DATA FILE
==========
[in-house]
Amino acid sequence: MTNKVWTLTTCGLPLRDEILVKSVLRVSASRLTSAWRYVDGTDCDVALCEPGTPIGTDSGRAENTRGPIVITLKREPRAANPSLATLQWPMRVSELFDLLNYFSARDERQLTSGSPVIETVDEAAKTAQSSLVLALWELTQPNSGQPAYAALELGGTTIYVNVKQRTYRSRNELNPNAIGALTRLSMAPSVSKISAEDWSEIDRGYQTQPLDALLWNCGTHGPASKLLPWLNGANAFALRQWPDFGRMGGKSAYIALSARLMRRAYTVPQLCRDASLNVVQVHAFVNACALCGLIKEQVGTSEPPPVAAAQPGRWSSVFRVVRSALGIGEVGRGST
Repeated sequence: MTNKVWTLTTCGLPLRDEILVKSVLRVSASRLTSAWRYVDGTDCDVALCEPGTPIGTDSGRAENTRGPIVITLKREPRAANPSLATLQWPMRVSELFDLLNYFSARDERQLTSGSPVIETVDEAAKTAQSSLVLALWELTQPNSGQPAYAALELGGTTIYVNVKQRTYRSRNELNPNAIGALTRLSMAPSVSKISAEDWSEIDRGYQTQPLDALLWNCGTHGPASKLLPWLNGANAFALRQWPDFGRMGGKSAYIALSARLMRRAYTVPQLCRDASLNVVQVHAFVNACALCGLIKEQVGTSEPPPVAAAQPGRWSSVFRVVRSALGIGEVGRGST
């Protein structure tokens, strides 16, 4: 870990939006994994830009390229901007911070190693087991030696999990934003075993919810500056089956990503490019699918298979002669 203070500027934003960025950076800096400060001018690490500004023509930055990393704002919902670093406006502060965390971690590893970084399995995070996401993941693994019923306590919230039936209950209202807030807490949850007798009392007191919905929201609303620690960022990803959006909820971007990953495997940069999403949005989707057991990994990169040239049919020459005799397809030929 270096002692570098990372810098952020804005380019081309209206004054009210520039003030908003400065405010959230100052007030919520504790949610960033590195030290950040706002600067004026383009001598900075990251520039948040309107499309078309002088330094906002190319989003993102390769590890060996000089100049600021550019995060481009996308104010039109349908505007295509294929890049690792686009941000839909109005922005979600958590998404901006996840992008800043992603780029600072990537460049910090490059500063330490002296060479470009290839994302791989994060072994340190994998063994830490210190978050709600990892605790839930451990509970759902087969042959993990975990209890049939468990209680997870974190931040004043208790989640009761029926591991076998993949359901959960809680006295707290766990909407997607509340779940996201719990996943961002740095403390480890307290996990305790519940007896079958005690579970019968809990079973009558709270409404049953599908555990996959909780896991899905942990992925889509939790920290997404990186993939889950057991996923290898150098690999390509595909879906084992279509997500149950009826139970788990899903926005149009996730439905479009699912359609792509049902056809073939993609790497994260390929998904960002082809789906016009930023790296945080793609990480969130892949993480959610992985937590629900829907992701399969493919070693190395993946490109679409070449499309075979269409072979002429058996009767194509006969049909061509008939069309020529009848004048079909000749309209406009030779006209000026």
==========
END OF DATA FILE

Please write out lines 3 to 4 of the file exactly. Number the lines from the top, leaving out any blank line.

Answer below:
Repeated sequence: MTNKVWTLTTCGLPLRDEILVKSVLRVSASRLTSAWRYVDGTDCDVALCEPGTPIGTDSGRAENTRGPIVITLKREPRAANPSLATLQWPMRVSELFDLLNYFSARDERQLTSGSPVIETVDEAAKTAQSSLVLALWELTQPNSGQPAYAALELGGTTIYVNVKQRTYRSRNELNPNAIGALTRLSMAPSVSKISAEDWSEIDRGYQTQPLDALLWNCGTHGPASKLLPWLNGANAFALRQWPDFGRMGGKSAYIALSARLMRRAYTVPQLCRDASLNVVQVHAFVNACALCGLIKEQVGTSEPPPVAAAQPGRWSSVFRVVRSALGIGEVGRGST
């Protein structure tokens, strides 16, 4: 870990939006994994830009390229901007911070190693087991030696999990934003075993919810500056089956990503490019699918298979002669 203070500027934003960025950076800096400060001018690490500004023509930055990393704002919902670093406006502060965390971690590893970084399995995070996401993941693994019923306590919230039936209950209202807030807490949850007798009392007191919905929201609303620690960022990803959006909820971007990953495997940069999403949005989707057991990994990169040239049919020459005799397809030929 270096002692570098990372810098952020804005380019081309209206004054009210520039003030908003400065405010959230100052007030919520504790949610960033590195030290950040706002600067004026383009001598900075990251520039948040309107499309078309002088330094906002190319989003993102390769590890060996000089100049600021550019995060481009996308104010039109349908505007295509294929890049690792686009941000839909109005922005979600958590998404901006996840992008800043992603780029600072990537460049910090490059500063330490002296060479470009290839994302791989994060072994340190994998063994830490210190978050709600990892605790839930451990509970759902087969042959993990975990209890049939468990209680997870974190931040004043208790989640009761029926591991076998993949359901959960809680006295707290766990909407997607509340779940996201719990996943961002740095403390480890307290996990305790519940007896079958005690579970019968809990079973009558709270409404049953599908555990996959909780896991899905942990992925889509939790920290997404990186993939889950057991996923290898150098690999390509595909879906084992279509997500149950009826139970788990899903926005149009996730439905479009699912359609792509049902056809073939993609790497994260390929998904960002082809789906016009930023790296945080793609990480969130892949993480959610992985937590629900829907992701399969493919070693190395993946490109679409070449499309075979269409072979002429058996009767194509006969049909061509008939069309020529009848004048079909000749309209406009030779006209000026």